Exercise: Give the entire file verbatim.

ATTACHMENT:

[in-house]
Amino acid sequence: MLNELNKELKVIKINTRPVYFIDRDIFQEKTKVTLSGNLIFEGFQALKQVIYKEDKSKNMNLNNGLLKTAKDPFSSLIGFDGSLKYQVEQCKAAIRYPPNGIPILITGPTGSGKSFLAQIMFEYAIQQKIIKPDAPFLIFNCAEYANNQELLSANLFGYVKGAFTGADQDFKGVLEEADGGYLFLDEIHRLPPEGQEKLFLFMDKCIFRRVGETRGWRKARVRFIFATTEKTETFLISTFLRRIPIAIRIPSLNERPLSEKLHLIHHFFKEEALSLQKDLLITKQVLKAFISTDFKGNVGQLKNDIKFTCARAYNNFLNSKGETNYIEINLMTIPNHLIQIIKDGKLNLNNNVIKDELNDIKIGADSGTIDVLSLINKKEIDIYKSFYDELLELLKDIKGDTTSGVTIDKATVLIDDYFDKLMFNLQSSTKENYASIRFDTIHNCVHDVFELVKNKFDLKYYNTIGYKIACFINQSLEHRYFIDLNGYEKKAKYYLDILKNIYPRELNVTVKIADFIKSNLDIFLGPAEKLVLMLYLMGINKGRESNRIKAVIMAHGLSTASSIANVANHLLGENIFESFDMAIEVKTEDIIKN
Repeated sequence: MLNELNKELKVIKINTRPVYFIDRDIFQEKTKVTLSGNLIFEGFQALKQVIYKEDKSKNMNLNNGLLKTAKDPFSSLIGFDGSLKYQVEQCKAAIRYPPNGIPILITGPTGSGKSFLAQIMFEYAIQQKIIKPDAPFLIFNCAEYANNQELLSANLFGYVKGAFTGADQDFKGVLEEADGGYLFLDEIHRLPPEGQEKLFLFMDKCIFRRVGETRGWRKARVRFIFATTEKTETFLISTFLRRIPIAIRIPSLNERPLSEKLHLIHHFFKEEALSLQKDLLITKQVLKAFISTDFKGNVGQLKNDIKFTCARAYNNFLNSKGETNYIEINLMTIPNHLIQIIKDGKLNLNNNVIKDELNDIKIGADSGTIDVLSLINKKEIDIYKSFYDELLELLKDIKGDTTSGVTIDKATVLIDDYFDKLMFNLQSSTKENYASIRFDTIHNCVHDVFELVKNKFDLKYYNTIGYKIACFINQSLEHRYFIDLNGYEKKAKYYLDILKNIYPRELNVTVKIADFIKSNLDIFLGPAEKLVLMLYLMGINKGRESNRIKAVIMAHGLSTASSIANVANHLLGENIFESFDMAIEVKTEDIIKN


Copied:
[in-house]
Amino acid sequence: MLNELNKELKVIKINTRPVYFIDRDIFQEKTKVTLSGNLIFEGFQALKQVIYKEDKSKNMNLNNGLLKTAKDPFSSLIGFDGSLKYQVEQCKAAIRYPPNGIPILITGPTGSGKSFLAQIMFEYAIQQKIIKPDAPFLIFNCAEYANNQELLSANLFGYVKGAFTGADQDFKGVLEEADGGYLFLDEIHRLPPEGQEKLFLFMDKCIFRRVGETRGWRKARVRFIFATTEKTETFLISTFLRRIPIAIRIPSLNERPLSEKLHLIHHFFKEEALSLQKDLLITKQVLKAFISTDFKGNVGQLKNDIKFTCARAYNNFLNSKGETNYIEINLMTIPNHLIQIIKDGKLNLNNNVIKDELNDIKIGADSGTIDVLSLINKKEIDIYKSFYDELLELLKDIKGDTTSGVTIDKATVLIDDYFDKLMFNLQSSTKENYASIRFDTIHNCVHDVFELVKNKFDLKYYNTIGYKIACFINQSLEHRYFIDLNGYEKKAKYYLDILKNIYPRELNVTVKIADFIKSNLDIFLGPAEKLVLMLYLMGINKGRESNRIKAVIMAHGLSTASSIANVANHLLGENIFESFDMAIEVKTEDIIKN
Repeated sequence: MLNELNKELKVIKINTRPVYFIDRDIFQEKTKVTLSGNLIFEGFQALKQVIYKEDKSKNMNLNNGLLKTAKDPFSSLIGFDGSLKYQVEQCKAAIRYPPNGIPILITGPTGSGKSFLAQIMFEYAIQQKIIKPDAPFLIFNCAEYANNQELLSANLFGYVKGAFTGADQDFKGVLEEADGGYLFLDEIHRLPPEGQEKLFLFMDKCIFRRVGETRGWRKARVRFIFATTEKTETFLISTFLRRIPIAIRIPSLNERPLSEKLHLIHHFFKEEALSLQKDLLITKQVLKAFISTDFKGNVGQLKNDIKFTCARAYNNFLNSKGETNYIEINLMTIPNHLIQIIKDGKLNLNNNVIKDELNDIKIGADSGTIDVLSLINKKEIDIYKSFYDELLELLKDIKGDTTSGVTIDKATVLIDDYFDKLMFNLQSSTKENYASIRFDTIHNCVHDVFELVKNKFDLKYYNTIGYKIACFINQSLEHRYFIDLNGYEKKAKYYLDILKNIYPRELNVTVKIADFIKSNLDIFLGPAEKLVLMLYLMGINKGRESNRIKAVIMAHGLSTASSIANVANHLLGENIFESFDMAIEVKTEDIIKN